There are few confectionery recipes I’ll dare to try, homemade fudge and marshmallows perhaps being the most daring.
And, I have my reasons. Confectionery and candying are their own, highly unique branches of cookery. Each is vastly different from learning to roast meats or sauté vegetables.
In candying, recipes require cooks to possess a keen understanding of stove-top temperatures and how sugar responds to heat. But the goal behind this science is fairly simple: to take sugar and turn it into something truly special.
This recipe for marshmallows is pretty basic, and a great starting point for home cooks candying for the first time. First, boil sugar and water until it reaches the hardball stage, then stir in powdered gelatin that has been diluted in water.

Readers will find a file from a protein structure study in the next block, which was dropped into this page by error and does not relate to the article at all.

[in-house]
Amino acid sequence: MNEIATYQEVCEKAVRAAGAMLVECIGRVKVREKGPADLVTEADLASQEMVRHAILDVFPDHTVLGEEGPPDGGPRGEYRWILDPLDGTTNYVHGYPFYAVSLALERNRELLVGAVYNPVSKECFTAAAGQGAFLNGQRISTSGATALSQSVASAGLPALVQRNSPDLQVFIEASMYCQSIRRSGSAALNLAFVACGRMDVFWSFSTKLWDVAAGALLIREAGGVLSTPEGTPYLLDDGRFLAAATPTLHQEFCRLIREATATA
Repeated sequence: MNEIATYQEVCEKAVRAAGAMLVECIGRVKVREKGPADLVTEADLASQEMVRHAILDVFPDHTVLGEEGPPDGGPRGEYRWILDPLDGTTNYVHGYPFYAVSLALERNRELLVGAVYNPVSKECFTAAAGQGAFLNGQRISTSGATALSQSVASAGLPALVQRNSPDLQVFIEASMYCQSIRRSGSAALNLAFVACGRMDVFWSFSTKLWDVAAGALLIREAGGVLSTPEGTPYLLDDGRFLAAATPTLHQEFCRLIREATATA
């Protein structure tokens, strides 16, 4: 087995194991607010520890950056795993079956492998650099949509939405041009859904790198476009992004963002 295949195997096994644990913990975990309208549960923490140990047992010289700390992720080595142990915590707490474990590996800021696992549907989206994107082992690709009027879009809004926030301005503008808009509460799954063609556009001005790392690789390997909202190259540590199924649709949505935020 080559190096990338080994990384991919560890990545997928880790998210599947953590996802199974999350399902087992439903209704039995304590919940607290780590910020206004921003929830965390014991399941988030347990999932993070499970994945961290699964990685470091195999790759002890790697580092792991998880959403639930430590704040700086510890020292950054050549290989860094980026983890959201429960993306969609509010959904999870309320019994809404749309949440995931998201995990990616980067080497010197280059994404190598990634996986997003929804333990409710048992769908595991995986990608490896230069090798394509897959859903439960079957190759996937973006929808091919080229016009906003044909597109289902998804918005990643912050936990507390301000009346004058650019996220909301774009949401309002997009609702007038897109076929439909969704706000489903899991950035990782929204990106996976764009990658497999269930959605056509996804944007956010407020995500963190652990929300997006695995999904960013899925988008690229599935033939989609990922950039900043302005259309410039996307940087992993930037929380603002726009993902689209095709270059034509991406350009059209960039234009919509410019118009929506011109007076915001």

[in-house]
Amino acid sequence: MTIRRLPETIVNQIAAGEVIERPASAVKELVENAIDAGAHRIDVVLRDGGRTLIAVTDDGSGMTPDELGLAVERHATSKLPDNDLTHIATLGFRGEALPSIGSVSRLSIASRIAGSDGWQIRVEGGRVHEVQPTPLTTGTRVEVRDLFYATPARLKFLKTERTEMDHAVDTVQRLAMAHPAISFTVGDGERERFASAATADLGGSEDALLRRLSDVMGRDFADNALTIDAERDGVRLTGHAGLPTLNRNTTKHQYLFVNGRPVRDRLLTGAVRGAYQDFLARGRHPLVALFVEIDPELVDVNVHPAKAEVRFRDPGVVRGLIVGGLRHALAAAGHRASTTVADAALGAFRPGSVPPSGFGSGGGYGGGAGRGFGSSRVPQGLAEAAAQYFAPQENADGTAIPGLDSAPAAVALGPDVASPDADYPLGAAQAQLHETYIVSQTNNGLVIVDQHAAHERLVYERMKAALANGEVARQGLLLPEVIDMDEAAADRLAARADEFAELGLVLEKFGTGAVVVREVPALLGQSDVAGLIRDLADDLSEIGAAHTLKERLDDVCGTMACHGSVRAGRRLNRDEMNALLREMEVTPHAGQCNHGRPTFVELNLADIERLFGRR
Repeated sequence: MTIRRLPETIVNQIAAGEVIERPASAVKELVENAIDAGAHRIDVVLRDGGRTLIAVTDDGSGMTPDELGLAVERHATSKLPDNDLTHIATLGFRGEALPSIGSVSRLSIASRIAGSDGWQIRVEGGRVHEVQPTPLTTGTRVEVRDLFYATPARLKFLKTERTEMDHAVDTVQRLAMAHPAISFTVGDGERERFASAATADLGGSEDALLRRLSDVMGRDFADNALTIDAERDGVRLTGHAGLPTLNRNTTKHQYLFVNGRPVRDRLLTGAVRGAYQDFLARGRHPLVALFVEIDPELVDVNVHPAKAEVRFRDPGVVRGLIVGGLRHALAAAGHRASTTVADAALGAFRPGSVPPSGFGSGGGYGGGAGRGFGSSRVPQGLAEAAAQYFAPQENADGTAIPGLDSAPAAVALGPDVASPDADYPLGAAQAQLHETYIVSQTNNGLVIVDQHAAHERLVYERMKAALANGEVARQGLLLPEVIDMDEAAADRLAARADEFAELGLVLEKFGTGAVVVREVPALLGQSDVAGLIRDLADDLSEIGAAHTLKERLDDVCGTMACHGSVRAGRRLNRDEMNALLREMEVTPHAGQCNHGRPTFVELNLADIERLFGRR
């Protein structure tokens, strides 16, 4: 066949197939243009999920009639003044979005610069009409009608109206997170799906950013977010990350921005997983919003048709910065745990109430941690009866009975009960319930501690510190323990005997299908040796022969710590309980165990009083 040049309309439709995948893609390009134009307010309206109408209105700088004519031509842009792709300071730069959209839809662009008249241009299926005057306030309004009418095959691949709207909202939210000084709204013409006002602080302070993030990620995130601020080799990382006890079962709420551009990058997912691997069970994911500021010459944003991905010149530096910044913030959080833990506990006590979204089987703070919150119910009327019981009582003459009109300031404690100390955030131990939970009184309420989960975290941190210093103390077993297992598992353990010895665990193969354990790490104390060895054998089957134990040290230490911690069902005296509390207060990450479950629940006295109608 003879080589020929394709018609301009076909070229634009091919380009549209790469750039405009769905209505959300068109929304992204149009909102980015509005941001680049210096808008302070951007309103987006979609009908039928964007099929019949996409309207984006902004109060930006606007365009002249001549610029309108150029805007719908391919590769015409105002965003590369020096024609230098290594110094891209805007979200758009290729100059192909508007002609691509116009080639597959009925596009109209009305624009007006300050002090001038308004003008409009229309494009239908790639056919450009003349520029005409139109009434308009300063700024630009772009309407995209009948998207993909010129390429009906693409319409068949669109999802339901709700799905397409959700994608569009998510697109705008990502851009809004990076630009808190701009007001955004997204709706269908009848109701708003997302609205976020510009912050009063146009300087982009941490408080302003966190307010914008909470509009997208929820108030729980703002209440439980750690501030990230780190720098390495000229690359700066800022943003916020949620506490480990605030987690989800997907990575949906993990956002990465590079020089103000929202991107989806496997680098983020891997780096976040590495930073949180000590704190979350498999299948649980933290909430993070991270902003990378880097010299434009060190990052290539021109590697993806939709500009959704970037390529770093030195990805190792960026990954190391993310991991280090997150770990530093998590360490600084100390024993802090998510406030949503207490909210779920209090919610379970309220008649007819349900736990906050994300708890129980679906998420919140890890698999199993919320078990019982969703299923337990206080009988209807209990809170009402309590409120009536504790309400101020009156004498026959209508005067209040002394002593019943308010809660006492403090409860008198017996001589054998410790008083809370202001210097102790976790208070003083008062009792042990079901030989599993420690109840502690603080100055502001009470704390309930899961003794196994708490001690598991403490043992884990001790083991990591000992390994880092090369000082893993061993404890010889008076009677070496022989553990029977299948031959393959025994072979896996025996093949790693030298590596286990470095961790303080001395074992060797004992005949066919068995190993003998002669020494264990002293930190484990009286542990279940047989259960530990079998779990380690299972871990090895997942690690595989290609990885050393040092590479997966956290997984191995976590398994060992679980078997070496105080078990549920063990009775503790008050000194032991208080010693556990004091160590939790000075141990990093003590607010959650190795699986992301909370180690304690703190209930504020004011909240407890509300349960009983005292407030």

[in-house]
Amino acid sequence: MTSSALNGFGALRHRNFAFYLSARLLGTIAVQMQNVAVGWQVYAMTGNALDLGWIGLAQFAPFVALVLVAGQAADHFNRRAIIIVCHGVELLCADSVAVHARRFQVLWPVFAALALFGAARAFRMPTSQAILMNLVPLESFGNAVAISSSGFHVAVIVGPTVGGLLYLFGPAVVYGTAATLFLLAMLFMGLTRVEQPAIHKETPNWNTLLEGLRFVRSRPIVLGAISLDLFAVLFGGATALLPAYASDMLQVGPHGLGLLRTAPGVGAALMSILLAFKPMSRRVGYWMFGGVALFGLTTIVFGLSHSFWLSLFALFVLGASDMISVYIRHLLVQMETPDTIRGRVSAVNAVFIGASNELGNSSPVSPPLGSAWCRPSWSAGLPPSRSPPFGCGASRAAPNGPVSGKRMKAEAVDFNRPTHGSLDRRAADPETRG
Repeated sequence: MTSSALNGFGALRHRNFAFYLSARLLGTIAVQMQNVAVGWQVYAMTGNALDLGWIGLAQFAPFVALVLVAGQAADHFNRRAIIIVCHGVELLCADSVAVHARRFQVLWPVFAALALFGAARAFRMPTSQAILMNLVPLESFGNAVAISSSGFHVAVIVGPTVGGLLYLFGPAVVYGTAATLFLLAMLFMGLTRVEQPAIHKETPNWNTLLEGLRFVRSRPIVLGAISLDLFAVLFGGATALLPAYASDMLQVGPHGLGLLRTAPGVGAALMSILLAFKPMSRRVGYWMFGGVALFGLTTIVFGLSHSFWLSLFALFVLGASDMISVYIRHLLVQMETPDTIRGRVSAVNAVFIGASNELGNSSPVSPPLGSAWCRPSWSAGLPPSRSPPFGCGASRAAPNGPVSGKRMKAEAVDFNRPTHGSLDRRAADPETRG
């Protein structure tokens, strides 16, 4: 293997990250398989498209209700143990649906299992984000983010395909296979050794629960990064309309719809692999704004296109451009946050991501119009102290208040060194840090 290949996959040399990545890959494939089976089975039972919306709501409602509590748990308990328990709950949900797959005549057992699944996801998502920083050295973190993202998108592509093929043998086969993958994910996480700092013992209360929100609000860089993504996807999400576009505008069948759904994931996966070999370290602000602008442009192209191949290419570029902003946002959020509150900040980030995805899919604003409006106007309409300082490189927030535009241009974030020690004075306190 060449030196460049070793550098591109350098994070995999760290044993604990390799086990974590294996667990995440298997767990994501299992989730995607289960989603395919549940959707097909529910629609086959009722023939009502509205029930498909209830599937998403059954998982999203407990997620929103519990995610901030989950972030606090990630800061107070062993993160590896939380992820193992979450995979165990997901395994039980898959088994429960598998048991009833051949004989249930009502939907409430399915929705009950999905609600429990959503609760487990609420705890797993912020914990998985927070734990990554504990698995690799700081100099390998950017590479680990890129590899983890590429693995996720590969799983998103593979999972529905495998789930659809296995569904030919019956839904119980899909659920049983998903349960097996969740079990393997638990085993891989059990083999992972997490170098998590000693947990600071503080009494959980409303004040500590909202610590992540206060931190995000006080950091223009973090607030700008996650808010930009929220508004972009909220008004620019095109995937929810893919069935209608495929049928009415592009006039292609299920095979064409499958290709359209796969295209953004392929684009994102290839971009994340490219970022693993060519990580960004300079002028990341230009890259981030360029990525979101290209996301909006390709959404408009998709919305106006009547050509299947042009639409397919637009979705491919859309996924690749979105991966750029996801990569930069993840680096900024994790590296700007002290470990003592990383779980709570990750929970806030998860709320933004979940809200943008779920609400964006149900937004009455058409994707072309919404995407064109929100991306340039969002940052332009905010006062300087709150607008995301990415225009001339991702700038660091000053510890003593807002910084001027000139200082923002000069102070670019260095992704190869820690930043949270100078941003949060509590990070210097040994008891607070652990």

To finish, you combine the sugar and gelatin mixture with whipped egg whites and a flavor of your choice. This recipe requires no baking, but that you set marshmallows (covered) overnight in a lined baking dish.
For those who haven’t worked with gelatin before, you can find individually sealed packages in the baking aisle of your local grocery store for only a couple of dollars.
The final results are spectacular. Stark white, sweet and velvety, homemade marshmallows aren’t quite like the ones you’ll see on the baking aisle and definitely worth trying.
Some of my favorite flavorings include vanilla, orange and almond extracts, but I encourage cooks to play around with other combinations. During Christmas, mint is a wonderful option for hot chocolate and lemon also has a lovely way of brightening this candy.
Helana Brigman is a food writer, photographer and cookbook author. She can be reached with daily recipes at http://clearlydeliciousfoodblog.com or via email at firstname.lastname@example.org.